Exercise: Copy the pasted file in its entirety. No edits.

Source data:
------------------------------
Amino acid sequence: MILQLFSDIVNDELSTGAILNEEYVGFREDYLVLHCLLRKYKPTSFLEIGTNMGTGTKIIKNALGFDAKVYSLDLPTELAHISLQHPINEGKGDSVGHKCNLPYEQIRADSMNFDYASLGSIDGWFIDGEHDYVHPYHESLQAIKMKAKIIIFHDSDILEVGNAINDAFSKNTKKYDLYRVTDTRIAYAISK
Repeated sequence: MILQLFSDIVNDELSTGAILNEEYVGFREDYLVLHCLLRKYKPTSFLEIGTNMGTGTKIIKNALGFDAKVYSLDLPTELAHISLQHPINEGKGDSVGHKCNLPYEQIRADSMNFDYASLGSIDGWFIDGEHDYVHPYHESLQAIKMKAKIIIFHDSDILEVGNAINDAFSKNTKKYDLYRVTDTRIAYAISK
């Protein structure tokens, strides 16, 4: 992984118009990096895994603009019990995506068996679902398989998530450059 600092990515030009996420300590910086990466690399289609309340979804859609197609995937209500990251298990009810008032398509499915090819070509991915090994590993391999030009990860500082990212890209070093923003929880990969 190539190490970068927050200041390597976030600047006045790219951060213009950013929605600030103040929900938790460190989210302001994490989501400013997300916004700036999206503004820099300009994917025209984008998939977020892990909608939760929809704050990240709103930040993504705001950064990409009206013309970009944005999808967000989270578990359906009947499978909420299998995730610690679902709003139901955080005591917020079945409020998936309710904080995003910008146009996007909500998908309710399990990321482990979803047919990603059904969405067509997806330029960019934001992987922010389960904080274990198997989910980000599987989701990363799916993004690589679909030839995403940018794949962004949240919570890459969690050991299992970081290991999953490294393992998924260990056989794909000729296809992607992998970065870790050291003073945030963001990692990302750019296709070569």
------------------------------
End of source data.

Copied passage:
Amino acid sequence: MILQLFSDIVNDELSTGAILNEEYVGFREDYLVLHCLLRKYKPTSFLEIGTNMGTGTKIIKNALGFDAKVYSLDLPTELAHISLQHPINEGKGDSVGHKCNLPYEQIRADSMNFDYASLGSIDGWFIDGEHDYVHPYHESLQAIKMKAKIIIFHDSDILEVGNAINDAFSKNTKKYDLYRVTDTRIAYAISK
Repeated sequence: MILQLFSDIVNDELSTGAILNEEYVGFREDYLVLHCLLRKYKPTSFLEIGTNMGTGTKIIKNALGFDAKVYSLDLPTELAHISLQHPINEGKGDSVGHKCNLPYEQIRADSMNFDYASLGSIDGWFIDGEHDYVHPYHESLQAIKMKAKIIIFHDSDILEVGNAINDAFSKNTKKYDLYRVTDTRIAYAISK
């Protein structure tokens, strides 16, 4: 992984118009990096895994603009019990995506068996679902398989998530450059 600092990515030009996420300590910086990466690399289609309340979804859609197609995937209500990251298990009810008032398509499915090819070509991915090994590993391999030009990860500082990212890209070093923003929880990969 190539190490970068927050200041390597976030600047006045790219951060213009950013929605600030103040929900938790460190989210302001994490989501400013997300916004700036999206503004820099300009994917025209984008998939977020892990909608939760929809704050990240709103930040993504705001950064990409009206013309970009944005999808967000989270578990359906009947499978909420299998995730610690679902709003139901955080005591917020079945409020998936309710904080995003910008146009996007909500998908309710399990990321482990979803047919990603059904969405067509997806330029960019934001992987922010389960904080274990198997989910980000599987989701990363799916993004690589679909030839995403940018794949962004949240919570890459969690050991299992970081290991999953490294393992998924260990056989794909000729296809992607992998970065870790050291003073945030963001990692990302750019296709070569």